Salt Lake City

Planning

Planning Division | (801) 535-7700 | zoning@slcgov.com

Inland Port Zoning Modifications

Source: South Carolina Ports Authority

Inland Port Zoning Modifications

The Salt Lake City Planning Division is working on modification to the zoning ordinance in response to State Bill HB2001.

The Utah State Legislature passed bill HB2001Utah Inland Port Authority Amendments in a special session and the bill was signed by the Governor on July 21, 2018. This bill requires Salt Lake City to adopt changes to our zoning ordinance to support inland port uses within the Inland Port Authority Jurisdictional Land by December 31, 2018. If changes are not completed by this date, inland port uses would become permitted uses and would not be subject to any additional requirements within the zoning ordinance that may regulate an inland port use.

We are seeking the public’s input on how to define what an inland port use is in Salt Lake City, how to address the impacts of those uses, and other regulations in our zoning code.

Our task

The majority of the Inland Port Authority Jurisdictional Land area is located in the Light Manufacturing (M-1) zoning district and typical inland port uses are already allowed in the M-1 zone.  However, there are eight other zoning districts and six overlay districts located within the inland port area that may not currently allow uses associated with an inland port. The main focus of this project is to identify the types of uses associated with an inland port in Salt Lake City and develop regulations that support the City’s sustainability and master plan goals. We must do this while complying with the requirements imposed on Salt Lake City under the recently adopted state legislation.

Proposed Draft Ordinance

Thank you to everyone who took the time to fill out the surveys!   The Planning Division has completed a draft of the proposed ordinance (found below) that has taken into account the public comments related to the proposal.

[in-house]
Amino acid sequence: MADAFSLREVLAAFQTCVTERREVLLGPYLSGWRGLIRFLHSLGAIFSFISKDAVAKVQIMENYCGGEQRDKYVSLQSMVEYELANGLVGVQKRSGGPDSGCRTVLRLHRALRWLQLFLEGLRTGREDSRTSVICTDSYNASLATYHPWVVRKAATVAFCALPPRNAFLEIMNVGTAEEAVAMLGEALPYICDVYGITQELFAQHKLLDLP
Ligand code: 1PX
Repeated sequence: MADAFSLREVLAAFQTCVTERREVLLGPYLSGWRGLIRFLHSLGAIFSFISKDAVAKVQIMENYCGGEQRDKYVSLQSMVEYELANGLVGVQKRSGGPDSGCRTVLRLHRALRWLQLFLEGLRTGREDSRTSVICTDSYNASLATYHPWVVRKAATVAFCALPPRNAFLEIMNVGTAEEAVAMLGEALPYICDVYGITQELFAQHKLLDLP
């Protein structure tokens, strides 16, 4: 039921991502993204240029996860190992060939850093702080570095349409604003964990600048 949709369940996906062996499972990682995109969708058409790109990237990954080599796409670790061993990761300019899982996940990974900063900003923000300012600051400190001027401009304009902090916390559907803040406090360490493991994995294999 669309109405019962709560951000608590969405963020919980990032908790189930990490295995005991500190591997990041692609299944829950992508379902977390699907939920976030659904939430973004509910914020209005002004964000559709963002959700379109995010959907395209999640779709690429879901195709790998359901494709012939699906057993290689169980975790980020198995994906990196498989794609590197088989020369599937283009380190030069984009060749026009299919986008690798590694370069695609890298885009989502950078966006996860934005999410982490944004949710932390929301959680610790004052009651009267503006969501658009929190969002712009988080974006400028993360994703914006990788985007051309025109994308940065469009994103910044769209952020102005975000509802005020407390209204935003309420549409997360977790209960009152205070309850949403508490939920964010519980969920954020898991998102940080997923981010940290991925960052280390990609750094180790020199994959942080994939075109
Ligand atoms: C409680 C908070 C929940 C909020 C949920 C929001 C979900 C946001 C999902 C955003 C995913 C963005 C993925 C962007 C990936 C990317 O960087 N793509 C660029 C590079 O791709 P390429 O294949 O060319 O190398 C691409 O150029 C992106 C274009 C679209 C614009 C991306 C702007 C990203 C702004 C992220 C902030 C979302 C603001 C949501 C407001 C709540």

Please check out the proposed draft ordinance and summary information below that respond to the new state legislation:

If you would like to provide any public comments, please contact Tracy Tran, Senior Planner at tracy.tran@slcgov.com or 801-535-7645.

Timeline

The engagement period will occur over the next 6 weeks and include a variety of community meetings, online engagement, planning commission presentations and hearings, and the city council adoption process. The city has a tight time frame to adopt updated regulations and the entire process needs to be condensed or the city will lose its ability to regulate inland port uses.

Below is a timeline of the process:

Upcoming Events:

Planning Commission Public Hearing and Potential Recommendation: Wednesday, September 26, 2018, 5:30 PM – City and County Building

Please check back periodically for updates and more information about this process.

Background Information

The Inland Port Authority Jurisdictional Land is mapped below:

What is an inland port?

Other cities in the U.S. have inland ports. An inland port is typically defined as an  intermodal (truck, train, plane) terminal located inland of traditional coastal borders that:

  • Moves goods in and out for distribution and warehousing
  • Moves international freight efficiently by providing a customs clearance terminal inland instead of solely relying on a coastal port.

An inland port is also commonly referred to as a dry port, global trade port, logistics park, or intermodal facility.

Some stated benefits and drawbacks of an inland port

  • Benefits:
    • Greater efficiency in amount of goods that can be distributed.
    • Time saved and a reduction in transportation costs as rail freight is not limited by the maximum number of hours a truck driver can drive.
    • The importance of freight terminals has grown with the expansion of globalization and e-commerce.
  • Drawbacks:
    • Environmental impacts such as air quality, water quality, habitat degradation
    • Demands on public utilities and municipal services (water, fire/emergency, electricity/energy)
    • Demands on road infrastructure and transportation (traffic, road repairs, noise pollution)

What functions does an inland port typically include?

  • Rail lines that transfer freight to another mode of transportation, such as to trucks for distribution to warehouses.
  • Large cranes that move freight from different transportation modes and temporarily stores them as they wait to be transported elsewhere.
  • Warehousing and distribution centers.
  • Temporary storage of materials as they await distribution.
  • Uses are not specifically identified in the state’s legislation. Your input will be helpful in determining how city will regulate these uses.

Questions?

For more information, please contact Tracy Tran, Senior Planner at tracy.tran@slcgov.com or 801-535-7645.

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